As Bryant Urstadt explains in “Social Networking Is Not a Business”, last March Microsoft bought a 1.6 percent stake in Facebook for $240 million, giving the social-networking site a notional valuation of $15 billion. Yet according to Mark Zuckerberg, the company’s chief executive, Facebook will lose $150 million this year. Similarly, Google paid $900 million in 2006 for the right to deliver ads on MySpace, the largest of the social networks, for three years–but Google says the results have been disappointing. So far, no one has much idea what will do for Web 2.0 what keyword advertising (the source of most of Google’s 2007 revenues of $16 billion) has done for search.
I am ambivalent about bubbles. On the one had, they are tremendously destructive–of capital, but especially of human labor and creativity. When I think of how we toiled at Red Herring–how for years it seemed quite normal to work 14-hour days six or seven days a week–I wince. I still feel wounded.
On the other hand, speculative manias are an apparently inescapable feature of our entrepreneurial capitalism. “America, from its inception, was a speculation,” Aaron M. Sakolski wrote at the beginning of his 1932 classic of economics, The Great American Land Bubble. I know that the railway, automobile, and airplane industries were all built in fits of speculative excess. Most of the companies of those eras no longer exist; but the best are still around. Similarly, I remember that the best of the dot-com companies survived the crash and continue to influence our lives.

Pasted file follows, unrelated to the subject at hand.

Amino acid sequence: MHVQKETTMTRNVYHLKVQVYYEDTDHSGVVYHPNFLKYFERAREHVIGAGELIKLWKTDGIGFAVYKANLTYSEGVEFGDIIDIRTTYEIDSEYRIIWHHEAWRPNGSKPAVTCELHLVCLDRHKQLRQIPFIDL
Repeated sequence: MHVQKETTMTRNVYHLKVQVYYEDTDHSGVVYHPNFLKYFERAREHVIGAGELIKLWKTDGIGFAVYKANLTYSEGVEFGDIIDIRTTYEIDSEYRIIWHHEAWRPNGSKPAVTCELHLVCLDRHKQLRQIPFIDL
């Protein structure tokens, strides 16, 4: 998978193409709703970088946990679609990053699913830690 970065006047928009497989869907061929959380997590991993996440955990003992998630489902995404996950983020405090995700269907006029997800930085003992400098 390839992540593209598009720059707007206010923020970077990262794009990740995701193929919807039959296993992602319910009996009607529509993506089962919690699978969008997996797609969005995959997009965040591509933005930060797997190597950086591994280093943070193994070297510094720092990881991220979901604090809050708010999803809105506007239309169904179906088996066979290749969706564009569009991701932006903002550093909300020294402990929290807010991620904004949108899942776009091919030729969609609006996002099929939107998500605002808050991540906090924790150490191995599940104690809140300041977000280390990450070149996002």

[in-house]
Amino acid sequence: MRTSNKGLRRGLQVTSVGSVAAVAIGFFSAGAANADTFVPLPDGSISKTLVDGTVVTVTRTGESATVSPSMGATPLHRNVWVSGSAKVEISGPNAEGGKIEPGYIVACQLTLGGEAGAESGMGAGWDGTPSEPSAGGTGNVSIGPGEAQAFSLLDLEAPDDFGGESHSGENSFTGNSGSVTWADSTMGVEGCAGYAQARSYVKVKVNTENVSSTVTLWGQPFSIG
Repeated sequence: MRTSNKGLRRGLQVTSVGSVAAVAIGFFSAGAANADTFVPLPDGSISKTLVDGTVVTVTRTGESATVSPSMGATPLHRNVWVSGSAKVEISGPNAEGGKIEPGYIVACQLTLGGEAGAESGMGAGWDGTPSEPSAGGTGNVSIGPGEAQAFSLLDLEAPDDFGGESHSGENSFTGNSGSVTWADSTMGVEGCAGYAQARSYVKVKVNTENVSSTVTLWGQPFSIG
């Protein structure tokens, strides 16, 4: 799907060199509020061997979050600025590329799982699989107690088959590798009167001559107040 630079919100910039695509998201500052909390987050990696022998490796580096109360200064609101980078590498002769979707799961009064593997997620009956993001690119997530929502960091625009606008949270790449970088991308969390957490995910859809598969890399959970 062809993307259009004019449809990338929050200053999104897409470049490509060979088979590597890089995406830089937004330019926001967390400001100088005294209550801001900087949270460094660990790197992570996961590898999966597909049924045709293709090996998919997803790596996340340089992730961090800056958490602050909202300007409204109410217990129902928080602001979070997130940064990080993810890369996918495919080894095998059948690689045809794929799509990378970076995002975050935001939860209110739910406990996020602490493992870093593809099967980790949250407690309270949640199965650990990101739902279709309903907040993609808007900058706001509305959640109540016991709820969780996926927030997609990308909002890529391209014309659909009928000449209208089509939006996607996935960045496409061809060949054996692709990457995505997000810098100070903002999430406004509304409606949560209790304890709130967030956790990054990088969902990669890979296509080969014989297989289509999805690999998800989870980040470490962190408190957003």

When I survey the future of the Web (which we describe in this month’s special issue), I feel confident that the best of the Web 2.0 companies will weather the inevitable correction. But I confess that I feel sorry for all the entrepreneurs, as young as I was in 2000, who must suffer their bitter lessons. Write and tell me what you think at email@example.com.